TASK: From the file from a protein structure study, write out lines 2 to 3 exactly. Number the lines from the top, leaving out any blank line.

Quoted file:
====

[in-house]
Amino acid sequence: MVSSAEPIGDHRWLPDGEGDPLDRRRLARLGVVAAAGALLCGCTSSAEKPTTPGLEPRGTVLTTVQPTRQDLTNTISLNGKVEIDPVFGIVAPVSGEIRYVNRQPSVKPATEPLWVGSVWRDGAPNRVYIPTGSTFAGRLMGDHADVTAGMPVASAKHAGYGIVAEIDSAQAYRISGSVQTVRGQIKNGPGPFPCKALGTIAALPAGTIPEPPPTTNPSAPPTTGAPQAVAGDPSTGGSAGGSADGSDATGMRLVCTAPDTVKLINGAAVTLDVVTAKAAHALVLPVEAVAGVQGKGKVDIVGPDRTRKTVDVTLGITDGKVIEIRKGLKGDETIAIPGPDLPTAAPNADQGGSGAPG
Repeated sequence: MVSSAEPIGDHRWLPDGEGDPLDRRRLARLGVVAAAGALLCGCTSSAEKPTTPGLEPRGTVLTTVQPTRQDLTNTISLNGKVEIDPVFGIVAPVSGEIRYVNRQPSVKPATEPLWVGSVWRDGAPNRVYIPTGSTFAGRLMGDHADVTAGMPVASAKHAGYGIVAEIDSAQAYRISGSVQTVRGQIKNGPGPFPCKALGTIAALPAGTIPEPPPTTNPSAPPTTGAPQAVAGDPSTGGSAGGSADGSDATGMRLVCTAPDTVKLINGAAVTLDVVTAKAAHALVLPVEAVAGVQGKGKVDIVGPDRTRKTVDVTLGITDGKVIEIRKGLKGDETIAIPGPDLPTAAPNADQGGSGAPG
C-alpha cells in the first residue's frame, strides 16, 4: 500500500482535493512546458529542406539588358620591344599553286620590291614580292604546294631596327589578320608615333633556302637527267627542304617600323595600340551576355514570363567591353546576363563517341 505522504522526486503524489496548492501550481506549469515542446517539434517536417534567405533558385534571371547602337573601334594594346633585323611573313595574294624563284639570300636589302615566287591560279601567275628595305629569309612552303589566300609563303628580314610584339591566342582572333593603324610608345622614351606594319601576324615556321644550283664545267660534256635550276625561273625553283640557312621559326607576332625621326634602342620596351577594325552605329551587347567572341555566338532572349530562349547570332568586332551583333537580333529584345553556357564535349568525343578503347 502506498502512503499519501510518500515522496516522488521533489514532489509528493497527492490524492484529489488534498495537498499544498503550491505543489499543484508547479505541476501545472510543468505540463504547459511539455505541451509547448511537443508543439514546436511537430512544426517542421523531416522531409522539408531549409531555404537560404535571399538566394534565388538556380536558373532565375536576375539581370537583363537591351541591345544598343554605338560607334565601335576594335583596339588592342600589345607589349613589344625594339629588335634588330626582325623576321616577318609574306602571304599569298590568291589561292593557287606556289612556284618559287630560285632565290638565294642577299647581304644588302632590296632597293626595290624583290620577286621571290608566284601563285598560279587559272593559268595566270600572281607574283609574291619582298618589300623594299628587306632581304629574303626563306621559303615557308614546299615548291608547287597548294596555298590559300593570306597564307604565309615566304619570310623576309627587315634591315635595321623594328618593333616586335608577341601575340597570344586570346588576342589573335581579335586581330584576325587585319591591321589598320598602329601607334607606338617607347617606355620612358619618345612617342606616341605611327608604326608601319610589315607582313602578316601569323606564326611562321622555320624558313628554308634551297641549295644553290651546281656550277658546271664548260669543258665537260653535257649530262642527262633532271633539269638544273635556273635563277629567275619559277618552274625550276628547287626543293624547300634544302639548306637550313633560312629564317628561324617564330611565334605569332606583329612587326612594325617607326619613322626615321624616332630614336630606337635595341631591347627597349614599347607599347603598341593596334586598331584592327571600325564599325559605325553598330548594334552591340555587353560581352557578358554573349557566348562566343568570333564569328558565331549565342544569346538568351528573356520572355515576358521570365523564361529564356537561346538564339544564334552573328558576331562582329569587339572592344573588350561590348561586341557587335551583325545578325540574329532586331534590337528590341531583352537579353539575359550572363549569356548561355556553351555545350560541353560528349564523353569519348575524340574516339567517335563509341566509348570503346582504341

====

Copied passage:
Amino acid sequence: MVSSAEPIGDHRWLPDGEGDPLDRRRLARLGVVAAAGALLCGCTSSAEKPTTPGLEPRGTVLTTVQPTRQDLTNTISLNGKVEIDPVFGIVAPVSGEIRYVNRQPSVKPATEPLWVGSVWRDGAPNRVYIPTGSTFAGRLMGDHADVTAGMPVASAKHAGYGIVAEIDSAQAYRISGSVQTVRGQIKNGPGPFPCKALGTIAALPAGTIPEPPPTTNPSAPPTTGAPQAVAGDPSTGGSAGGSADGSDATGMRLVCTAPDTVKLINGAAVTLDVVTAKAAHALVLPVEAVAGVQGKGKVDIVGPDRTRKTVDVTLGITDGKVIEIRKGLKGDETIAIPGPDLPTAAPNADQGGSGAPG
Repeated sequence: MVSSAEPIGDHRWLPDGEGDPLDRRRLARLGVVAAAGALLCGCTSSAEKPTTPGLEPRGTVLTTVQPTRQDLTNTISLNGKVEIDPVFGIVAPVSGEIRYVNRQPSVKPATEPLWVGSVWRDGAPNRVYIPTGSTFAGRLMGDHADVTAGMPVASAKHAGYGIVAEIDSAQAYRISGSVQTVRGQIKNGPGPFPCKALGTIAALPAGTIPEPPPTTNPSAPPTTGAPQAVAGDPSTGGSAGGSADGSDATGMRLVCTAPDTVKLINGAAVTLDVVTAKAAHALVLPVEAVAGVQGKGKVDIVGPDRTRKTVDVTLGITDGKVIEIRKGLKGDETIAIPGPDLPTAAPNADQGGSGAPG